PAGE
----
Prudential may scrap the Scottish Amicable brand as part of a radical shake-up of its UK operations to be announced next week.
There is mounting speculation that the conclusions of the review will include replacing the 175-year-old ScotAm brand with the Prudential name for all of the group's life and pensions products. Prudential bought Scottish Amicable in 1997 for £2.75bn.
Prudential began a three-month project to overhaul its business in this country after Mark "Chopper" Wood joined in June from the rival insurer Axa to head up Prudential in the UK. ScotAm, which manages the savings and investments of about two million people, is thought to be on his hit list following a significant decline in the company's new business.
This has been hastened by decisions by Prudential to disband ScotAm's direct sales force in August, leaving the business reliant on independent financial advisers. At the same time Prudential said it would no longer pay commissions up front to IFAs on ScotAm products.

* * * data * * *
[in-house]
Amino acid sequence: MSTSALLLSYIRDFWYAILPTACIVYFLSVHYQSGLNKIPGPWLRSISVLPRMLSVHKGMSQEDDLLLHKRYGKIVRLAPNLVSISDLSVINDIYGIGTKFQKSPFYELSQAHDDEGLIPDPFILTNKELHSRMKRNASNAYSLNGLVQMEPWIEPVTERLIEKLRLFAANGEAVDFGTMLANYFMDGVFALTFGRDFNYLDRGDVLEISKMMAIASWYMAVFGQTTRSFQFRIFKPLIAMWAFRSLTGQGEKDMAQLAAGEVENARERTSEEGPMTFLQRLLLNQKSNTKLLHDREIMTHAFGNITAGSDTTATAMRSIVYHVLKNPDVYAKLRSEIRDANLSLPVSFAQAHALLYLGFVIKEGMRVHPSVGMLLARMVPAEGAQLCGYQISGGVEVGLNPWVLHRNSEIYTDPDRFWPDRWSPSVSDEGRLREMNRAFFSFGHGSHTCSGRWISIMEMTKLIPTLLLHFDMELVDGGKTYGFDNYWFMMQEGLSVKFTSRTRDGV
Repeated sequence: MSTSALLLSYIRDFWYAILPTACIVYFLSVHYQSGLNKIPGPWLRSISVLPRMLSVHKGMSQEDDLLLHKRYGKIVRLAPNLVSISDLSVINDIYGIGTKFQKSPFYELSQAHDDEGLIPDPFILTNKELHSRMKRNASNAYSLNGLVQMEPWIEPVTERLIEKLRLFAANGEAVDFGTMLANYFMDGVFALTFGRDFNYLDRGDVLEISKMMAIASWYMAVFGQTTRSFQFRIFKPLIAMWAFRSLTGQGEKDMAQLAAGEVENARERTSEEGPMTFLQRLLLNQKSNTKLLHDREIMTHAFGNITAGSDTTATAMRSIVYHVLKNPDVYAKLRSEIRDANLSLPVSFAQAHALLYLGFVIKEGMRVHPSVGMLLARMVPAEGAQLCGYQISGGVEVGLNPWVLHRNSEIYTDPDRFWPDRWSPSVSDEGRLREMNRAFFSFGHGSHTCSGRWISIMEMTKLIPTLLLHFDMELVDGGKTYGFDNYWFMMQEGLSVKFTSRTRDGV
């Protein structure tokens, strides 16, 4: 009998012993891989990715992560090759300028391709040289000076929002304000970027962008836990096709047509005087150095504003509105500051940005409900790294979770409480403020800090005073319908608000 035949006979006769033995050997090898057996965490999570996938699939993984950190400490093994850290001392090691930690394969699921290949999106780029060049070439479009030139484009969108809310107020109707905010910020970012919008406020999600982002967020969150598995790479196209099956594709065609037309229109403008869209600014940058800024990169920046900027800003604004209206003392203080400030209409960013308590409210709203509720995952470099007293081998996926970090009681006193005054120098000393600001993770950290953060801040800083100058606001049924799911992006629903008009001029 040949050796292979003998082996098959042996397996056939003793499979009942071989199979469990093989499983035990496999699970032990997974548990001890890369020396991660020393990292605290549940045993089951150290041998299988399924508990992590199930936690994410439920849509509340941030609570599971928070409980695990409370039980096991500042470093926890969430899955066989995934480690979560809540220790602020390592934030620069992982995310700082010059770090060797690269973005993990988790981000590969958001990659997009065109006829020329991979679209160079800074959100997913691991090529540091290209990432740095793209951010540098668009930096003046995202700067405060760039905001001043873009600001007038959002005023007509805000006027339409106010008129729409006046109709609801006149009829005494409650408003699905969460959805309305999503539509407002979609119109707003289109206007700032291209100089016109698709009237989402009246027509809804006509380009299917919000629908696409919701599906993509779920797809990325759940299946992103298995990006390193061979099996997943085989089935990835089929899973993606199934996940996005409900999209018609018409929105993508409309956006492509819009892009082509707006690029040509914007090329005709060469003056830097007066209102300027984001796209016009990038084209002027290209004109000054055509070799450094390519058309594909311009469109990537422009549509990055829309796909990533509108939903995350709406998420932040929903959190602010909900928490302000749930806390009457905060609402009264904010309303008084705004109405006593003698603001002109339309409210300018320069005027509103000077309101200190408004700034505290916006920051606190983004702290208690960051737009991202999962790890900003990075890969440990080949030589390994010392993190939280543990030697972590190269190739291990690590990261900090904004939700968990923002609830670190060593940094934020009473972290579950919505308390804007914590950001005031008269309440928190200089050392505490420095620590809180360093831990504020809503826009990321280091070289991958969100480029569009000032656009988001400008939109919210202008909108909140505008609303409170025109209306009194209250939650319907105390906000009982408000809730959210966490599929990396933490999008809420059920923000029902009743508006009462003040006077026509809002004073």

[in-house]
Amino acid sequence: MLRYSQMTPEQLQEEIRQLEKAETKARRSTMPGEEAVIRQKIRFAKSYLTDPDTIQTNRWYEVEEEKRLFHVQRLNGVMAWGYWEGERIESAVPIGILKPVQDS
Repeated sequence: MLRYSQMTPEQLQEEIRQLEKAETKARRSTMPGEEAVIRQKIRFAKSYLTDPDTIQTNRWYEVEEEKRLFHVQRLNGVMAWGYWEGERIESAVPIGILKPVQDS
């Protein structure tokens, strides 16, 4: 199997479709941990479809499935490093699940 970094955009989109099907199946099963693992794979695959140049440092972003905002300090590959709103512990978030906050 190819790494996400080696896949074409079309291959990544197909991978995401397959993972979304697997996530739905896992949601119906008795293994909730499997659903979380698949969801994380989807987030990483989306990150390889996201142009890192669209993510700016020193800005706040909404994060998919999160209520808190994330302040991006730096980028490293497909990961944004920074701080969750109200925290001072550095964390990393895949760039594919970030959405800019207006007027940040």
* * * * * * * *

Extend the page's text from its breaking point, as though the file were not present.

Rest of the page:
One senior employee of another pensions company said: "We don't come across ScotAm when we are pitching for business now and it seems that their share of the pensions market has dwindled to that of a niche player."
Prudential took ScotAm on to bolster its presence in the IFA market, as sales of its own brand did not fare well through intermediaries because they often clashed with Prudential's 2,000 direct salesforce. Prudential laid off its salesforce in February.
Mr Wood will make a presentation to the City a week on Friday. It will also cover M&G, the fund manager Prudential bought two years ago.Reuse content